Because currency exchange rates fluctuate on a daily (minute-to-minute) basis, clean and easy apples-to-apples comparisons of U.S. dollars to Euros or Yen may not be possible, especially with systems that deal with data on an intraday basis. Tracking the profitability of products in varying markets will fall short of expectations unless data stores and currency tables that contain detailed exchange rates and valuation dates are properly integrated into the general warehouse or operational data store. Many currencies will be tracked against other currencies - the simplest being home currency versus the single currency of the trade/deal/transaction - using parallel fields for each denomination in the appropriate warehouse tables. Thus, if a transaction took place in Japan (in Yen), multiple fields that represent the event would have both U.S. dollars and Yen denominations that communicate up-to-date or restated exchange rates. The business firm must also be aware that the location of the transaction does not always unequivocally define the currency of the transaction. Many financial events such as currency swaps and spots will fall into this category, making it more laborious to correctly portray the financial picture of the business.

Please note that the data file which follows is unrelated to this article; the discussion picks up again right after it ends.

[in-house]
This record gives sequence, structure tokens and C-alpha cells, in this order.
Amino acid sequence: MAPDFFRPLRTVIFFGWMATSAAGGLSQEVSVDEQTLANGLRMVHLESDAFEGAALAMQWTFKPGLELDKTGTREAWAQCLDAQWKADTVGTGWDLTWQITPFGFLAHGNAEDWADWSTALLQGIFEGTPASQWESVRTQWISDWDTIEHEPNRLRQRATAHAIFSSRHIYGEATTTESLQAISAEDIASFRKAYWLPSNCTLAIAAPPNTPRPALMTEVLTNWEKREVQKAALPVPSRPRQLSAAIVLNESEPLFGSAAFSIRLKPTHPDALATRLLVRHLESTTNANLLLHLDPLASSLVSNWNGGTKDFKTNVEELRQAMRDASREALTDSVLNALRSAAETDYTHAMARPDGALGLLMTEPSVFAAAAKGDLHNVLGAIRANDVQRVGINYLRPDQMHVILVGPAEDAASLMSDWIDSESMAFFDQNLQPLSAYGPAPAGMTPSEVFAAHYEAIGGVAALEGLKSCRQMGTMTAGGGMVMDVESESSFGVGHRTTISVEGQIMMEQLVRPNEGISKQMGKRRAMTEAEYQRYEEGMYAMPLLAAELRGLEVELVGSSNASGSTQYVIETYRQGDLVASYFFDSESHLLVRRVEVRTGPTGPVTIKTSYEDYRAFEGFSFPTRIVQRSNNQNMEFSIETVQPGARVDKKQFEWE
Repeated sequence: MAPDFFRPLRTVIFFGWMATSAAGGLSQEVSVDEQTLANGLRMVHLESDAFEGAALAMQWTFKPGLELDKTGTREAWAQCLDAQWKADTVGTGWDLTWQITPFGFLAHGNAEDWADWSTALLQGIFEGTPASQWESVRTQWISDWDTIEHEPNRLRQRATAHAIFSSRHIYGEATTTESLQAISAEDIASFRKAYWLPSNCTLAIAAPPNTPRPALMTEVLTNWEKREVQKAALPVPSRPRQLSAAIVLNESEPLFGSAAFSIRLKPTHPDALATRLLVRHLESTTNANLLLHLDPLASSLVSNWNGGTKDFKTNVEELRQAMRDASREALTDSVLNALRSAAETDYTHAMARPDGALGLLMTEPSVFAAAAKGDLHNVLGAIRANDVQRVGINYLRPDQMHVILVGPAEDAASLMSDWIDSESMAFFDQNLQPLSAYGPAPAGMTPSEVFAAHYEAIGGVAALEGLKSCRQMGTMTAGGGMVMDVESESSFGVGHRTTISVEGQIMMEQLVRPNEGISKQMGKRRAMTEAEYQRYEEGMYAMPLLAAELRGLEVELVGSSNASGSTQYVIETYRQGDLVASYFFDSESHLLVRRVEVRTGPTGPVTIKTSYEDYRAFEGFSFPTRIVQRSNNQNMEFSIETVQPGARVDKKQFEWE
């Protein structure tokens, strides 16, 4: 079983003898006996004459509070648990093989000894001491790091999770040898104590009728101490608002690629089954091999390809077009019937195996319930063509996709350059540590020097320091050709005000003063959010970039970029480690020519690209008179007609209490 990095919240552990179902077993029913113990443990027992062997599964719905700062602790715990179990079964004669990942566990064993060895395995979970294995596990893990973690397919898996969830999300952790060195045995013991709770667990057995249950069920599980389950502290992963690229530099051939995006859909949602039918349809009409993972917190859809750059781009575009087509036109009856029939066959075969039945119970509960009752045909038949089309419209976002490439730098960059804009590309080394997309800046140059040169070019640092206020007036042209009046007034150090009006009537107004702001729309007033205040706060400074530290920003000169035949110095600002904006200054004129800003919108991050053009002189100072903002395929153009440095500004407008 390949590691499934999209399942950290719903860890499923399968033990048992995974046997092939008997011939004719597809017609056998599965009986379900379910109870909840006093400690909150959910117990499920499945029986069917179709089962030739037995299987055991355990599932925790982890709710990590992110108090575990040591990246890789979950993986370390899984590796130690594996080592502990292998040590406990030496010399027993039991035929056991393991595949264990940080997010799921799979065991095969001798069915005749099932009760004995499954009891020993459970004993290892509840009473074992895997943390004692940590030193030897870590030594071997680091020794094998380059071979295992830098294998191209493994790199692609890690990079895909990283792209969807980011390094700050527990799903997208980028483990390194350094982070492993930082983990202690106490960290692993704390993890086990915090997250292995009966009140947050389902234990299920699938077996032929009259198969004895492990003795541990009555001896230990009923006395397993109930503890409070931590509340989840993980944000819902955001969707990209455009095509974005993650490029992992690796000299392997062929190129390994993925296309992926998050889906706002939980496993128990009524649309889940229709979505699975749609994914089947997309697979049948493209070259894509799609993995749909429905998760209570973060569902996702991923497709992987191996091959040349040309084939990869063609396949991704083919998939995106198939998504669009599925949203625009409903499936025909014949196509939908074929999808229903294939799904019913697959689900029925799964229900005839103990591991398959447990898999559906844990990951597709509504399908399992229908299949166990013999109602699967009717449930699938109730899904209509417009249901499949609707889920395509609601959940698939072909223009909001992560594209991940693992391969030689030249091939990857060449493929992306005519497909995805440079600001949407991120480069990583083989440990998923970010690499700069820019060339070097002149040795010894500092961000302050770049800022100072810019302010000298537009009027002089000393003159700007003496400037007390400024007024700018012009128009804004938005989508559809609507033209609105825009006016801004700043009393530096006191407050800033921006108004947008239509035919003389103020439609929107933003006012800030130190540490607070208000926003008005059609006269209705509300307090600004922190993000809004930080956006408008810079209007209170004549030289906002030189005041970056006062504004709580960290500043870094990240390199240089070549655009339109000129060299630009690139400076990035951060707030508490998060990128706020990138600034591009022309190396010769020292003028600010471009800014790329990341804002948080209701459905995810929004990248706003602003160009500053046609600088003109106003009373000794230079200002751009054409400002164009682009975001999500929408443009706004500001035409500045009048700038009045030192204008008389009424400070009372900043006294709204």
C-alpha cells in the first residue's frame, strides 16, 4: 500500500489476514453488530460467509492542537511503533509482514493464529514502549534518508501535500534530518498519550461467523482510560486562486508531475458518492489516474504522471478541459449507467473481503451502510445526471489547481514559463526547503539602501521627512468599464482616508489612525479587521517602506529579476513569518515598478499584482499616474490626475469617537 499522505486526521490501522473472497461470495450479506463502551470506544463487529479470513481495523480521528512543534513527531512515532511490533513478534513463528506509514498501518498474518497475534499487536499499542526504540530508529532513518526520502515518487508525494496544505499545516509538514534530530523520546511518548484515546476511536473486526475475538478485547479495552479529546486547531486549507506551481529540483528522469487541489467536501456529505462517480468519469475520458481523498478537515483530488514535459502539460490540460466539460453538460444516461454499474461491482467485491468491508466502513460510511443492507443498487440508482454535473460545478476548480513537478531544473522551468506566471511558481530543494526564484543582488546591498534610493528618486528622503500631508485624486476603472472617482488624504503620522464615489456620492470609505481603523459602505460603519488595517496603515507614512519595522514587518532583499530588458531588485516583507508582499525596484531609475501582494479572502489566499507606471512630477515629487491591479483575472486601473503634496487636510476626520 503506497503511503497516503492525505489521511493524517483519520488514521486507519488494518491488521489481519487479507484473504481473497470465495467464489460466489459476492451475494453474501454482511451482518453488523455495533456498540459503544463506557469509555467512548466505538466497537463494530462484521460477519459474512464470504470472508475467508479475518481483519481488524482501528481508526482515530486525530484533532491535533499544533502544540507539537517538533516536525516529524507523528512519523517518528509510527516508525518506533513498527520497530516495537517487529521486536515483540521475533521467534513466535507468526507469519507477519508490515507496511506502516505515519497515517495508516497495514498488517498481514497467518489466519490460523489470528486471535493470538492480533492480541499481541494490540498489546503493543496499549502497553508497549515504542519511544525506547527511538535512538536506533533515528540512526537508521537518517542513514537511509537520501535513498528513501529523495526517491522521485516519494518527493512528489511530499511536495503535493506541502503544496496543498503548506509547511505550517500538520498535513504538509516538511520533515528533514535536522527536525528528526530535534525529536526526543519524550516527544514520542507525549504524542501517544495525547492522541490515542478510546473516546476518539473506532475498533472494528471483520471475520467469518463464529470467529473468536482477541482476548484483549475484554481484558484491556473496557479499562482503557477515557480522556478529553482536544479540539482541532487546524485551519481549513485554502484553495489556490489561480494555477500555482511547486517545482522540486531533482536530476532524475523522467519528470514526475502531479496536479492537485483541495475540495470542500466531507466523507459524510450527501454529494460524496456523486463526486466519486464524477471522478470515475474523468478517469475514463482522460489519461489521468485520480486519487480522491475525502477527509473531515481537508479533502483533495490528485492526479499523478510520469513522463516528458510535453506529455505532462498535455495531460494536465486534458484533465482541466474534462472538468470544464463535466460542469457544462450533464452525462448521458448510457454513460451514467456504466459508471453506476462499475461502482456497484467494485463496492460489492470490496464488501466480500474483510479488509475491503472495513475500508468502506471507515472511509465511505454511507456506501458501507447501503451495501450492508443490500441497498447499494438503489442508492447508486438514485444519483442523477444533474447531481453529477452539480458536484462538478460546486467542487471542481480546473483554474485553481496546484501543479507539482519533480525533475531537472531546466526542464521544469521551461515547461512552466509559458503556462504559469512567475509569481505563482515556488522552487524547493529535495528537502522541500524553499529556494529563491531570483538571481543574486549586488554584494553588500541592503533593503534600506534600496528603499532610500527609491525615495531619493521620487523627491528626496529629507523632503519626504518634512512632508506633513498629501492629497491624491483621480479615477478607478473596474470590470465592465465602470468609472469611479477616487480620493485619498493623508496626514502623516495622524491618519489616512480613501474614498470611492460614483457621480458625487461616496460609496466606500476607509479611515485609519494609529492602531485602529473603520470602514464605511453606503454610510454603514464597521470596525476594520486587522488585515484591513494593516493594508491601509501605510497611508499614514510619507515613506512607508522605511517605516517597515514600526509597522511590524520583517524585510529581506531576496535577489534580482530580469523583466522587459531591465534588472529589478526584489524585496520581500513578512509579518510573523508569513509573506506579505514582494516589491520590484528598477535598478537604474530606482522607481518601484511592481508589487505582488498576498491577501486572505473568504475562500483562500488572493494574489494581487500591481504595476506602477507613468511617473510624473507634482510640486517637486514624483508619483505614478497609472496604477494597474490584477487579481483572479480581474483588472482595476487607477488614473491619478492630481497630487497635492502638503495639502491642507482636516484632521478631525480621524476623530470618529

Unexpected changes in the values of foreign currencies can affect the profitability of doing business internationally by unexpectedly changing the home currency value of future foreign currency-denominated cash inflows and outflows. This implies that organizations will need to consider implementing foreign exchange “hedging” strategies to mitigate the adverse consequences of unexpected and profit-reducing exchange rate changes. Suffice it to say that organizations may wish to seek the assistance of available expertise in the banking or brokerage communities to design and implement a foreign